- Efficient distribution of these financial products to certain segments of the population.
- Understanding the user from their specific needs.
- User’s financial education.
So, beyond listing the services that Latin fintechs have yet to offer, one must first think about how to overcome these barriers.
“The big issue pending in Latin America is how to achieve a mass option of financial services that is fair, that all segments can access and that all elements can grow in their financial life”, Abal deepens.
Eric Pérez-Grovas adds that there are still many services that are not reaching the base of the pyramid, “there is a very important opportunity there”. The Wolf investor says that people need help to have a higher return on their capital and to facilitate people to pay without the need for a credit card, but through mobile platforms.
“We believe there is great potential with alternative payment systems, like ‘buy now, pay later’, which gives users a great possibility to acquire products and services in a more comfortable way,” adds Gabito.
“Payments in the digital economy is a pending issue, so that people can access certain services, like e-commerce and reach the levels of China, which is at 50% penetration, much has to do with the ease of electronic payments; mobile wallets still need to grow,” says Pérez-Grovas.
In addition to this, for the Wolf investor, there is a lack of a credit offer to make large transactions, like a house or a car. “As fintech can provide more positive information about people and in turn can lower the cost of capital, they will have access to larger credits,” he emphasizes.
B2B and Other Urgencies to be Covered by Fintechs
“Helping businesses grant credits to their customers is also another market opportunity,” adds Pérez-Grovas, who, like other risk investors, sees in B2B a great opportunity to undertake and to invest.
There is a very clear trend of fintech companies that are pivoting from a B2C model to B2B, which Abal interprets as a maturity of the fintech ecosystem.
Daniel Lloreda, co-founder and general partner at H20 Capital Innovation, an early-stage VC with operations in the U.S. and Latin America, expects fintechs to foster profitable B2B business models and products, with lower capital requirements, that can leverage fintech sandboxes to build and test with users in less time, with the aim of scaling as soon as possible.
In Latin America, Lloreda says, entrepreneurs initially focused on solving B2C problems and now we are witnessing trends in the field of B2B fintech, especially in verticals such as B2B payments, cross-border payments, currencies, and solutions for the CFO suite, such as accounts receivable, accounts payable, massive payment automation, recurring payments, and business intelligence (BI) for treasury teams.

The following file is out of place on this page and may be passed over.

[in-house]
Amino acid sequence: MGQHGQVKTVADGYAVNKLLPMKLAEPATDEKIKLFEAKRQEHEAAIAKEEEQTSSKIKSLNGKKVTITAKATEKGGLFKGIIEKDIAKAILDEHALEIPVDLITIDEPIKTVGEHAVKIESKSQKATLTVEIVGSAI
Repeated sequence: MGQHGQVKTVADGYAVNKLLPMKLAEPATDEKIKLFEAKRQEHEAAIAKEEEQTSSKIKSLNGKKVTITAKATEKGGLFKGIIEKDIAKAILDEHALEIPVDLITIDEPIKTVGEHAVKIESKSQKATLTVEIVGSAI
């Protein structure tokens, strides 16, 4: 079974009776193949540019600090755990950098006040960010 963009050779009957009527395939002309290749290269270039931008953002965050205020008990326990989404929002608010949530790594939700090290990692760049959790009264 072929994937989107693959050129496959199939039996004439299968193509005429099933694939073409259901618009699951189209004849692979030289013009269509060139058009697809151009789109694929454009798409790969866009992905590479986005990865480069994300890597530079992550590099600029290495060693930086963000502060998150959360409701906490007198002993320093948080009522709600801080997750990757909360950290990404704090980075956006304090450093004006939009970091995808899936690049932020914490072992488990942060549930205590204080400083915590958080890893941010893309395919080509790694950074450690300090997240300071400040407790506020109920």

“Thanks to advances in open banking, driven by favorable regulatory sandboxes (more favorable in some countries of the region than in others) and open banking companies like Belvo, we are seeing entrepreneurs building solutions for SMEs and business clients that a few years ago were not viable or took a long time to implement,” adds Lloreda.
“Fintech stops being a specific business model to get into other platforms and models. Everyone wants to have some component of fintech, for example GoTrendier, a circular economy company, is exploring how to have a wallet so that transactions are simpler,” says Serfati, who from the portfolio of Ignia Partners has invested in the Israeli fintech Rapyp, in Konfío by selling Mr. Pago and in Tiendanube.
In the Bridge LatAm fund, mainly composed of Mexican entrepreneurs who have become angel investors, they believe that there is currently a huge opportunity in the field of money transfer, both internationally and nationally.
“If we stop to analyze the current landscape, it’s evident that the process of sending money from one account to another is characterized by being slow and costly, which poses various problems for both individuals and businesses. There are many businesses and/or people who have this need and there are not enough solutions (even vertical solutions) that solve the problem,” they emphasize.
At Bridge, they believe there is enormous space to continue building suitable infrastructure. The infrastructure for electronic payments and other fintech services is not as developed as in other parts of the world. This makes it difficult for fintechs to reach customers and offer their services to the majority of the population.
Abal also sees that moving forward. There will be greater and better collaboration between fintech and traditional providers to generate more value for the end user, in his opinion.
However, although fintechs have introduced disruptive innovations, integration with the traditional financial system remains a challenge in some cases, opines Gabito Aspe, from Glisco Partners. “Cooperation and collaboration between fintechs and traditional banks and regulators, could promote greater integration and facilitate the widespread adoption of fintech solutions,” he affirms.
The investor refers to all kinds of synergy not only with traditional banking but also with non-financial companies: “With Toyota, FEMSA, Walmart, although to optimize that collaboration there are cultural issues, bureaucratic issues, administrative issues and there are technological and connectivity barriers,” concludes Abal.